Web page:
Was the recording of Self-Portrait done on multi-track tapes then?
Yes. It was just dubbing, dubbing.
You did all the editing of the tapes too?
That was a challenge. How I managed I don’t know, I couldn’t do it now anyway. It took a week to make one song. I spent a month cooped up doing it every day.
And yet you still wanted to do it. Why?
I felt I needed to express my feelings.
Not using other musicians?
No, I wanted to convert my own feelings into sounds. That kind of feeling. There is jazz, there as well as some sort of nursery rhymes, various things. My feelings for China are also expressed, the Chinese fiddle is also featured.
There are an astounding number of instruments.
Around 20 different kinds.
Did it ever become a chore to learn all these other instruments?
It never became a chore. You just know where to put pressure with the fingers. I’m fast at mastering instruments. I know now, in order to play bass well, you have to know a lot of instruments. When a piano comes in when I’m playing bass, I always wanted to know at what moment it came in, my brain just worked that way. I’m strange, a bit crazy.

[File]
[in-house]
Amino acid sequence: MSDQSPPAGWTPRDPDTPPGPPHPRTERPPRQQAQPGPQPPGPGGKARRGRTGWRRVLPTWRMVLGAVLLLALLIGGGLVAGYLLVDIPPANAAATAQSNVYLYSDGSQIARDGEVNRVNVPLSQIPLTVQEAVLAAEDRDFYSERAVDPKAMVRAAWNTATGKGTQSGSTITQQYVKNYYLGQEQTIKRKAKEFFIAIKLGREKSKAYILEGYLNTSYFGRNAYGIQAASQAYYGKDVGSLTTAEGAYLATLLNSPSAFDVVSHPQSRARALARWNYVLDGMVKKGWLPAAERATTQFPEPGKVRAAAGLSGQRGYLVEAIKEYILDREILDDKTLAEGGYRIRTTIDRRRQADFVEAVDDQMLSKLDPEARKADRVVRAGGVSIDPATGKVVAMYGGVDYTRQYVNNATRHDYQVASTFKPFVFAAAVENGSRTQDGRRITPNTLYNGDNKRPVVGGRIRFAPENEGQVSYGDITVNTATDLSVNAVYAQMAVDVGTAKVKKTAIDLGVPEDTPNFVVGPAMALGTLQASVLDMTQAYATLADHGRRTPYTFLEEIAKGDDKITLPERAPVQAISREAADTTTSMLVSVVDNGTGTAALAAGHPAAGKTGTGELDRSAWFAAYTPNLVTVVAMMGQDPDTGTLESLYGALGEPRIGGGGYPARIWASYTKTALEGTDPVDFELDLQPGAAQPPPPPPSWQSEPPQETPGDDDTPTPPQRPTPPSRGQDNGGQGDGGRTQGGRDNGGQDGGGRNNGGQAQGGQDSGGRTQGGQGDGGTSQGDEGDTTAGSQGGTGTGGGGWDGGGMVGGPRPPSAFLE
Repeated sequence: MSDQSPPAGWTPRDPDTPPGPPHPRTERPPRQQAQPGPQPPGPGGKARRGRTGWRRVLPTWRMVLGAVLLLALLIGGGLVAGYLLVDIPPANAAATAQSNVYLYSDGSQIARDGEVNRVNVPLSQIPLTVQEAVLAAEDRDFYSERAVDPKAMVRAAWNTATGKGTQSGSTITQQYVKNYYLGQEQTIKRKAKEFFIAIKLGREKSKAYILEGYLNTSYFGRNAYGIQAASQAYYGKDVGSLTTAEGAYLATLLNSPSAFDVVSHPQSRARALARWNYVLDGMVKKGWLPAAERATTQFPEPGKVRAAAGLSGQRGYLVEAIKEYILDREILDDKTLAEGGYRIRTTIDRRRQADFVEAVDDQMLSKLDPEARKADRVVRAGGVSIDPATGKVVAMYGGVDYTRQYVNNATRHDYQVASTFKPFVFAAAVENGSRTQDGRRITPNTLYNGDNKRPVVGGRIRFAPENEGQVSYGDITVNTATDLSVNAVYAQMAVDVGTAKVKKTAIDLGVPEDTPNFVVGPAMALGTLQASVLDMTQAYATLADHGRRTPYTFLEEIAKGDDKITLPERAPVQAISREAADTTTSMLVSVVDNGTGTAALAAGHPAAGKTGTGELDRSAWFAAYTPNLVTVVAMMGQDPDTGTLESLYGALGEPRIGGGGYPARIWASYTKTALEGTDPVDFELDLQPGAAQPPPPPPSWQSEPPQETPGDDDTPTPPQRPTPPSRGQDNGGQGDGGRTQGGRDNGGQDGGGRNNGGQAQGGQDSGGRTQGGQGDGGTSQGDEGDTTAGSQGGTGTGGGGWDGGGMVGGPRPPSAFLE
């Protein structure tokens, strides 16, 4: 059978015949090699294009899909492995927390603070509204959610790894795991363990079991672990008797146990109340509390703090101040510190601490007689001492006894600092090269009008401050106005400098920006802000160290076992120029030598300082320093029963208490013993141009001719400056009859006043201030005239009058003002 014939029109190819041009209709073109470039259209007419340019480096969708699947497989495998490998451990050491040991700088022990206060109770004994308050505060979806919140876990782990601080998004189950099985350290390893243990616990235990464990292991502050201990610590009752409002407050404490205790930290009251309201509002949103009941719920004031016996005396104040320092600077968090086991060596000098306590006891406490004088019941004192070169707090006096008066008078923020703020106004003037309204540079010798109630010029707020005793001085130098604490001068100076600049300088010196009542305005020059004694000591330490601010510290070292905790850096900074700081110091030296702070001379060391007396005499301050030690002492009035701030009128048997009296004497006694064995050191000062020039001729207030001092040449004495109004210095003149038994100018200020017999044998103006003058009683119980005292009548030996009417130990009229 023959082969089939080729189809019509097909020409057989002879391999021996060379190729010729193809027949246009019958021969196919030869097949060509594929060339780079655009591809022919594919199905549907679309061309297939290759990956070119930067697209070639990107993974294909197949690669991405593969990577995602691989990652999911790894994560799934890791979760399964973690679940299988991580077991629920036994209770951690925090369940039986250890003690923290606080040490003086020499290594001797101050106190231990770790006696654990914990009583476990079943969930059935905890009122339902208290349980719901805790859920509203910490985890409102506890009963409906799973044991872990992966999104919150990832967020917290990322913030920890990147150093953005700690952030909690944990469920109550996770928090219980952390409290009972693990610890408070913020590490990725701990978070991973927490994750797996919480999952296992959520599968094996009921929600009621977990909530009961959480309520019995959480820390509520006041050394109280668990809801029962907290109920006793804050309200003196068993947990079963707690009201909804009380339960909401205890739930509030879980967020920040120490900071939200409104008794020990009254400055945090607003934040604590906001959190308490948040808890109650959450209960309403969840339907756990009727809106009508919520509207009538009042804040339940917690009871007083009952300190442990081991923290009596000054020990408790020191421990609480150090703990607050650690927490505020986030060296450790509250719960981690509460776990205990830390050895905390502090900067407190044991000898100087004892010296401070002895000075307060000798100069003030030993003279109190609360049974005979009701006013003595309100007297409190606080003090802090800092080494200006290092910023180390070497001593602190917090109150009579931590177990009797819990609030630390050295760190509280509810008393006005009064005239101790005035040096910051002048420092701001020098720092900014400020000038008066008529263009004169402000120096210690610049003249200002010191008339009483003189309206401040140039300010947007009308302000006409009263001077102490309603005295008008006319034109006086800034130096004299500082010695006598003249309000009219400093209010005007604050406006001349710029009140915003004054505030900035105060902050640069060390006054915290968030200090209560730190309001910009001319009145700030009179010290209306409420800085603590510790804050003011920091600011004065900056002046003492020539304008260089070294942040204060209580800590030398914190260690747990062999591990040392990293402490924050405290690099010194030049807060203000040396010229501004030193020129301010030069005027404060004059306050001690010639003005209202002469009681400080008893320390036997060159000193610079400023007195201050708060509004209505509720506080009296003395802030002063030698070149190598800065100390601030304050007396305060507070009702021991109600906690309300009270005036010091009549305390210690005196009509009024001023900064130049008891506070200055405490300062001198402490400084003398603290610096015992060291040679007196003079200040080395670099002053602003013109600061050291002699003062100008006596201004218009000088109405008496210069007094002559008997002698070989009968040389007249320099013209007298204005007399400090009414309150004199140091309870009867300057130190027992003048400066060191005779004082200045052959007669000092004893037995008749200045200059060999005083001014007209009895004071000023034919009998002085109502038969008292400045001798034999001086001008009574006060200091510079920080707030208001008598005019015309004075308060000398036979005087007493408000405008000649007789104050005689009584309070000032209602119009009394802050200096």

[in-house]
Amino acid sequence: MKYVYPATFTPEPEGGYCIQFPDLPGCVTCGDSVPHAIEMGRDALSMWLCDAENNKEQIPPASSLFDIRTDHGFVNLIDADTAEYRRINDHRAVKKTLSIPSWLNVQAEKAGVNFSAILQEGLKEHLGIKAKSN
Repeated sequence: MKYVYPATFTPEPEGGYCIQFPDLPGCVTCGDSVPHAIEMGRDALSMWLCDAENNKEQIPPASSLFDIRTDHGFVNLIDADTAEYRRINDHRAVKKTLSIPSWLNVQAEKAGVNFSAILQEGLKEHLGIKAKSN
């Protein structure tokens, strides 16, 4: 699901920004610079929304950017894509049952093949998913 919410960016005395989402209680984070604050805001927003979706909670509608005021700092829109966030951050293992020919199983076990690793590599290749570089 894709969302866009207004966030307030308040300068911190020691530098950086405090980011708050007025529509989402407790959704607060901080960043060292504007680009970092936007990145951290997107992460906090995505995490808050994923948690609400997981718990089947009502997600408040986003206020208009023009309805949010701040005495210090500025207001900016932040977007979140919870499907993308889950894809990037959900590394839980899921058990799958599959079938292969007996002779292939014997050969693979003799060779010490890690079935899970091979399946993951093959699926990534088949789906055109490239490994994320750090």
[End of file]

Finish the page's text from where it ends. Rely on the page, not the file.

In terms of jazz musicians that might be rare, but it is unique and a very contemporary stance.
I didn’t try to make it unique, but I knew I had to go this far in order to make something good. If you want to make it to the cream of the crop, you have to take it that far. It’s a really difficult task. But we all did it.
That’s why you are all still in the game, and you are able to do new things with the likes of DJ Kensei, Mitsu the Beats, Killer Bong, who are all talented people outside of the jazz realm. The requirement to make people dance like you had to do in the cabaret house band back then is essentially what is expected of DJs right?
In those kinds of situations, you have to. Serious listening is another thing, and there has to be a setting for that too. It’s never good to get to a point where it becomes boring. You have to make it not boring to you. You have to be amazed by it all the time, up until the very end. That’s the hard part.